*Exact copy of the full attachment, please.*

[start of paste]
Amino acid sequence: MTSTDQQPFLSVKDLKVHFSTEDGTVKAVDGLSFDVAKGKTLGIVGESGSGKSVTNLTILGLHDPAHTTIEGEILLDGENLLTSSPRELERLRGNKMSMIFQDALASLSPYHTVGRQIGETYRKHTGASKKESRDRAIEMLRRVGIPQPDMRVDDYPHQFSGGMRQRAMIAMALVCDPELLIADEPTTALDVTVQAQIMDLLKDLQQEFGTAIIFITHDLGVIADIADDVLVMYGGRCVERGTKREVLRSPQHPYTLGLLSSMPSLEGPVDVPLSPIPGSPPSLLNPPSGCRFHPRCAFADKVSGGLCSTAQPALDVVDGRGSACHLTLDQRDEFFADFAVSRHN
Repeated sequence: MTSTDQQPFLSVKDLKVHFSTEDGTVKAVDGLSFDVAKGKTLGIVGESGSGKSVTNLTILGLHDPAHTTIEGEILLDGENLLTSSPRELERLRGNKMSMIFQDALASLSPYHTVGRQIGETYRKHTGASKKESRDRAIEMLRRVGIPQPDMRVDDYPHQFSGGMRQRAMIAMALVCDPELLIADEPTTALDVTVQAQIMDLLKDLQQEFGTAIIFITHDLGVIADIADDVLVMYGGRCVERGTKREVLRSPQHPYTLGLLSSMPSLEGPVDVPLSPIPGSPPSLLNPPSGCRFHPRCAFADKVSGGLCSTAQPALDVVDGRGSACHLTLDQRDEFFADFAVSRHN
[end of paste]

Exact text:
Amino acid sequence: MTSTDQQPFLSVKDLKVHFSTEDGTVKAVDGLSFDVAKGKTLGIVGESGSGKSVTNLTILGLHDPAHTTIEGEILLDGENLLTSSPRELERLRGNKMSMIFQDALASLSPYHTVGRQIGETYRKHTGASKKESRDRAIEMLRRVGIPQPDMRVDDYPHQFSGGMRQRAMIAMALVCDPELLIADEPTTALDVTVQAQIMDLLKDLQQEFGTAIIFITHDLGVIADIADDVLVMYGGRCVERGTKREVLRSPQHPYTLGLLSSMPSLEGPVDVPLSPIPGSPPSLLNPPSGCRFHPRCAFADKVSGGLCSTAQPALDVVDGRGSACHLTLDQRDEFFADFAVSRHN
Repeated sequence: MTSTDQQPFLSVKDLKVHFSTEDGTVKAVDGLSFDVAKGKTLGIVGESGSGKSVTNLTILGLHDPAHTTIEGEILLDGENLLTSSPRELERLRGNKMSMIFQDALASLSPYHTVGRQIGETYRKHTGASKKESRDRAIEMLRRVGIPQPDMRVDDYPHQFSGGMRQRAMIAMALVCDPELLIADEPTTALDVTVQAQIMDLLKDLQQEFGTAIIFITHDLGVIADIADDVLVMYGGRCVERGTKREVLRSPQHPYTLGLLSSMPSLEGPVDVPLSPIPGSPPSLLNPPSGCRFHPRCAFADKVSGGLCSTAQPALDVVDGRGSACHLTLDQRDEFFADFAVSRHN